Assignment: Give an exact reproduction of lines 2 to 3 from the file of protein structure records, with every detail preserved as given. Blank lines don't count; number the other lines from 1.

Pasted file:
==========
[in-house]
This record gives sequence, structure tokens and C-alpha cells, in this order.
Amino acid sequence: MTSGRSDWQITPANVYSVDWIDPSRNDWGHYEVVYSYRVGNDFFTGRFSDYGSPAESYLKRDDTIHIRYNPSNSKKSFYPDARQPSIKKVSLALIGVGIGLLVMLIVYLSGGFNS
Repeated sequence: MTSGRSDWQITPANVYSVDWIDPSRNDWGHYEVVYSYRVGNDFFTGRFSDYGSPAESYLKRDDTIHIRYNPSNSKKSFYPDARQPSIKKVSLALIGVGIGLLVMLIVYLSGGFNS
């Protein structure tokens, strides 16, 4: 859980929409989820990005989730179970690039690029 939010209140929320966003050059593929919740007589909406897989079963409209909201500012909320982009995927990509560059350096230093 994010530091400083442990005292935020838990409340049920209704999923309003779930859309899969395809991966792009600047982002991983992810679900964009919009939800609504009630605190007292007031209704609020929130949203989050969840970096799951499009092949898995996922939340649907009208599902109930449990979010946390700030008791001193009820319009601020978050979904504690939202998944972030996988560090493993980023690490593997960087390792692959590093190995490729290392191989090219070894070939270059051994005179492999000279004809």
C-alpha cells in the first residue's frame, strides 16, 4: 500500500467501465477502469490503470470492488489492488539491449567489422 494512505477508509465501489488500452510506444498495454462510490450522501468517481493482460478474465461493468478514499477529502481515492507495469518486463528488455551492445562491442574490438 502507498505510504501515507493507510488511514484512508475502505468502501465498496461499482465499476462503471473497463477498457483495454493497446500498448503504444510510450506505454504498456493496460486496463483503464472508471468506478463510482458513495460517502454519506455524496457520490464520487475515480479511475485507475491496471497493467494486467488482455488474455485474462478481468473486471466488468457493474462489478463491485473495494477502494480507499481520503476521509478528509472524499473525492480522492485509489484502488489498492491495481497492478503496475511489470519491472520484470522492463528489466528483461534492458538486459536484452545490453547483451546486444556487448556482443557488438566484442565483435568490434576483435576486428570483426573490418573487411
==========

This record gives sequence, structure tokens and C-alpha cells, in this order.
Amino acid sequence: MTSGRSDWQITPANVYSVDWIDPSRNDWGHYEVVYSYRVGNDFFTGRFSDYGSPAESYLKRDDTIHIRYNPSNSKKSFYPDARQPSIKKVSLALIGVGIGLLVMLIVYLSGGFNS